If they have thought about these questions, then its pretty easy to write them a letter because they have made a well informed decision. If the student hasn’t thought about these questions, then they usually change their mind about it and I don’t hear from them again.

    Sorry for going on so long. Its not meant to be a thread hijack. I just don’t think its all that productive to tell students not to go to grad school. I think its more productive to make them perform their due diligence before agreeing to write the letter.


  11. I laughed pretty hard when I watched this, event though it was fairly predictable. (Naive undergrad wants a rec letter; exasperated prof. delivers gloom and doom professional scenario to said undergrad, who then ignores her advice, etc.)

    These short films by PhDs are popping up all over the place and are apparently not difficult to make.
    Here’s another one that I thought was quite funny and on an unexpected topic, “Diversifying the (White) Academy”:


  12. Ann, are you sure that you didn’t write that one?

    Also, on a side note, I showed my father this and he cracked up. Then he said, “My freshman year at Yale, a senior across the hall told me that he had taken a Shakespeare course from Harold Bloom. The student went to drop off a paper and Bloom’s door was locked, so the student slipped the essay in his mail slot, through which he saw Bloom doing naked yoga in his office.”

    …Pretty funny.


  13. Well, I saw one commentary on this that said it was just a burned-out prof externalizing bitterness on an earnest and appropriately persistent student.

    I was told, there are no jobs there are no jobs. I was warned that it was a cutthroat industrial complex. I was also warned that if there were jobs, they would be in terrible places like Ann Arbor, Madison, or Princeton, where no person used to decent weather or anything non provincial would, in their right mind, go.

    I said:
    – if I don’t get an academic job, I’ll do something else; what I am interested in is this education;
    – I realize it is a cutthroat industrial complex, I have already thought about that;
    – Ann Arbor, Madison, and Princeton are good institutions, and I can handle snow, and I can be in SF/LA/NY/Mexico DF/Yellowstone/ when classes are out and when I am on sabbatical.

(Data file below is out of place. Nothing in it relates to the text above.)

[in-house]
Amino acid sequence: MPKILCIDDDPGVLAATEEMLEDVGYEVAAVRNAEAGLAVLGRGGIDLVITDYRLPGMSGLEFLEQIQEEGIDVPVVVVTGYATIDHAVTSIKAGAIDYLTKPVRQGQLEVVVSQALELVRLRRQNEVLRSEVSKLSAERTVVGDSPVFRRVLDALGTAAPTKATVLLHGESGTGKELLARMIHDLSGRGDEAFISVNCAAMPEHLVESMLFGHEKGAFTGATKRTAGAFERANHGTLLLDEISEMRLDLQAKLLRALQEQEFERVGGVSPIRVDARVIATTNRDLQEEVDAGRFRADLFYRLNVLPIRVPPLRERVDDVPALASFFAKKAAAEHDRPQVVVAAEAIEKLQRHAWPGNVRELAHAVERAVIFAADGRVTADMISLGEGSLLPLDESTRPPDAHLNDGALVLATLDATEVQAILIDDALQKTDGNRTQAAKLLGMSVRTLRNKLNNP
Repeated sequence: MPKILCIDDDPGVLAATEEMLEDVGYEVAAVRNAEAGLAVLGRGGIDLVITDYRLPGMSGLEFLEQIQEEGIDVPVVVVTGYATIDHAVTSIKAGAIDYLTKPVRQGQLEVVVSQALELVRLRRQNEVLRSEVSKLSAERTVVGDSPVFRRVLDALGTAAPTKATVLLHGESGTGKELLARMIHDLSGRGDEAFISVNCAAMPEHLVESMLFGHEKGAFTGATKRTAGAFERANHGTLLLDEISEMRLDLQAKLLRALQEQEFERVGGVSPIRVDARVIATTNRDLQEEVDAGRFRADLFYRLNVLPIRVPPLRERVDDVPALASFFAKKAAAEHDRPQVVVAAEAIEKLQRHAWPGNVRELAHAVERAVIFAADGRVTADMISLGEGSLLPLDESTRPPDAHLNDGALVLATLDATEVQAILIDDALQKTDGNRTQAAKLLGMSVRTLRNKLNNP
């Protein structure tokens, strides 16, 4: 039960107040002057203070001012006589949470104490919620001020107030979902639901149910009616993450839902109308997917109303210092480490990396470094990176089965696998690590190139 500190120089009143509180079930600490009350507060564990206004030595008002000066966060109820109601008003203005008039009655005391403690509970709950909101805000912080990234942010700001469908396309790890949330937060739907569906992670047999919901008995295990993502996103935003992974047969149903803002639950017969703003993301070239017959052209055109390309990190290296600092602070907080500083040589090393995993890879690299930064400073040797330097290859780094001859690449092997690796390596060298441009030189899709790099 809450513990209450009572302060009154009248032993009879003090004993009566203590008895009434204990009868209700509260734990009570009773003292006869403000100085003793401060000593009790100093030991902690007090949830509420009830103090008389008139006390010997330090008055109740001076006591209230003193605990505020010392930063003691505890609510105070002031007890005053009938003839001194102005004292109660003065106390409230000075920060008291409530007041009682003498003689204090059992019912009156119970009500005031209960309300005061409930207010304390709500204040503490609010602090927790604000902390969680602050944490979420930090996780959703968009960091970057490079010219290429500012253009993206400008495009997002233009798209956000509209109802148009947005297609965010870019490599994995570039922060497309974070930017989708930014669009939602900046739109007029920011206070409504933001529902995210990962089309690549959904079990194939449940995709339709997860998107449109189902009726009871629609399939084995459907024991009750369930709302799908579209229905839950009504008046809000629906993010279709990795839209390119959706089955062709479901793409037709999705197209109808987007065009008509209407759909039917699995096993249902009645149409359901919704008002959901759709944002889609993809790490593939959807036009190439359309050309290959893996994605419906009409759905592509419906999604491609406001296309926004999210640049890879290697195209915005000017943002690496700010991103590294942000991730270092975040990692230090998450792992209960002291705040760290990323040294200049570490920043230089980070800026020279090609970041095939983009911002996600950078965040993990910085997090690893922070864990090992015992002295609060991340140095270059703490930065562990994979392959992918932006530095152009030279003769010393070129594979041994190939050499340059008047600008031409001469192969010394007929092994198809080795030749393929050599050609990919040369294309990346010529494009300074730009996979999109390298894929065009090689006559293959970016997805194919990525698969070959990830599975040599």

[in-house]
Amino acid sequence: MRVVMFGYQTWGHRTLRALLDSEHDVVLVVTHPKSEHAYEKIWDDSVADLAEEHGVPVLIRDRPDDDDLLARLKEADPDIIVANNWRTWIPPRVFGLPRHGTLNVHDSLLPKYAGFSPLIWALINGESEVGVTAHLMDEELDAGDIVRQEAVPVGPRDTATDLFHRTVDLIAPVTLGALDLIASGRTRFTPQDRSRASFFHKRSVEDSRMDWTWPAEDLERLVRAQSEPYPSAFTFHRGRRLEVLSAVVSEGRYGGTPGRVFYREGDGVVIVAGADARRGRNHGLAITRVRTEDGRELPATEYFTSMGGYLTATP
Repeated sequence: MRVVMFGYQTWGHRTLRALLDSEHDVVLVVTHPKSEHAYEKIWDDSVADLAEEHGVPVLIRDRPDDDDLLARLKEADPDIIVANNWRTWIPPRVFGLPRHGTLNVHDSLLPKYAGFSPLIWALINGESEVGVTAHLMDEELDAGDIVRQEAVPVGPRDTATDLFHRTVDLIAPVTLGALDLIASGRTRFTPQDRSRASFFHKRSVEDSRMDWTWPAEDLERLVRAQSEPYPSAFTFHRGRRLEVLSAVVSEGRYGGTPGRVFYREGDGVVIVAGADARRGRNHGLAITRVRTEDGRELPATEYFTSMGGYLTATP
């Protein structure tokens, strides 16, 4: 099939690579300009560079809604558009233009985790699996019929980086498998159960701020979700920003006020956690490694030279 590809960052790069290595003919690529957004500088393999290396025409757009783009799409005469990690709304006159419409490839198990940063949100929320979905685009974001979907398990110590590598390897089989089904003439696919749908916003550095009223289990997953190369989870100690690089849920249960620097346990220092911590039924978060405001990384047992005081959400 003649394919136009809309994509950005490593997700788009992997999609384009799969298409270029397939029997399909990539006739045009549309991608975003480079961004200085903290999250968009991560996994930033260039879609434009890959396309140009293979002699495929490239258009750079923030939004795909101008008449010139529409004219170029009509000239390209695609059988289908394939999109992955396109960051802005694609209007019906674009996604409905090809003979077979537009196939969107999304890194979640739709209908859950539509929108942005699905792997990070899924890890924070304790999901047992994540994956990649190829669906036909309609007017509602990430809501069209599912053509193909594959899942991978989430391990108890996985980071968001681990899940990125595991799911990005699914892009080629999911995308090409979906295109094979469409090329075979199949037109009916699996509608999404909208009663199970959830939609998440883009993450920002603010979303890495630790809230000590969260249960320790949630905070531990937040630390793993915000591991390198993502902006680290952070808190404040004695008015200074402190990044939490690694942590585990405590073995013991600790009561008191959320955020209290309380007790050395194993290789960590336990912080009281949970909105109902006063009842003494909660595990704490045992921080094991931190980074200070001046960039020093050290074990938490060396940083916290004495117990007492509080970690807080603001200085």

So my advisor went ahead and wrote the letter, and even helped me tweak my statement of purpose, and I got the PhD. Most of graduate school was fun, interesting, and worthwhile, and I do not regret it.

    However, the warnings I got were not the right ones. My professors really did not realize two things:
    a) writing, publishing, and so on are NOT harder for women than for men, so all the dire warnings about how hard it would be were misplaced;
    b) it isn’t that there are NO jobs, it’s that there are few jobs with conditions and even descriptions remotely resembling those of the terrible places — Ann Arbor, Madison, and Princeton — I was warned could be my fate.
    c) the correct warning would be about the nature of most institutions and most academic jobs, but my professors could not have given those warnings, as they hadn’t the faintest idea.

    The other warning would be: if you go to graduate school you risk becoming one of the “walking wounded” — i.e. those who have been bitten by the academic vampire and are now infected with the disease, and think that because they have certain academic interests they should be professors, no matter what! THAT is how adjunctification happens; it’s not that these adjuncts have no backbone or something like that, it’s that they’ve been guilted into thinking that they have to keep putting up with this, that if they don’t get a tenure track job it is because they haven’t put together the right portfolio yet, etc.


  14. Eh, I find this quite obnoxious, actually. Why is this student represented as so unintelligent and unqualified? I get that there are a lot of downsides to pursuing a PhD, and I am very aware that I may not get a job on the other side (and I greatly appreciate my mentors who told me what my job prospects will be like) but I don’t understand why the student in this video is treated with such disdain.

    The anger and dissatisfaction in this video just seems gravely misplaced to me.


  15. well, I watched this video and read Thomas H. Benton’s articles and still went to grad school despite knowing better. So now that’s I’m in it, I really can safely say just don’t even do it. It’s not even a thrilling experience that blows your mind intellectually; most of it is actually just sitting around listening to your fellow grad students take turns each week leading class with their half-digested misreadings of theorists and philosophers they admit throughout their presentations that they “found hard” or didn’t understand. What a freaking disappointment! Oh, and they all think they’re going to transfer to Harvard and Yale afterwards (and certainly get tenure shortly thereafter . . .)


  16. Pingback: Grad school confidential: back by popular demand! | Historiann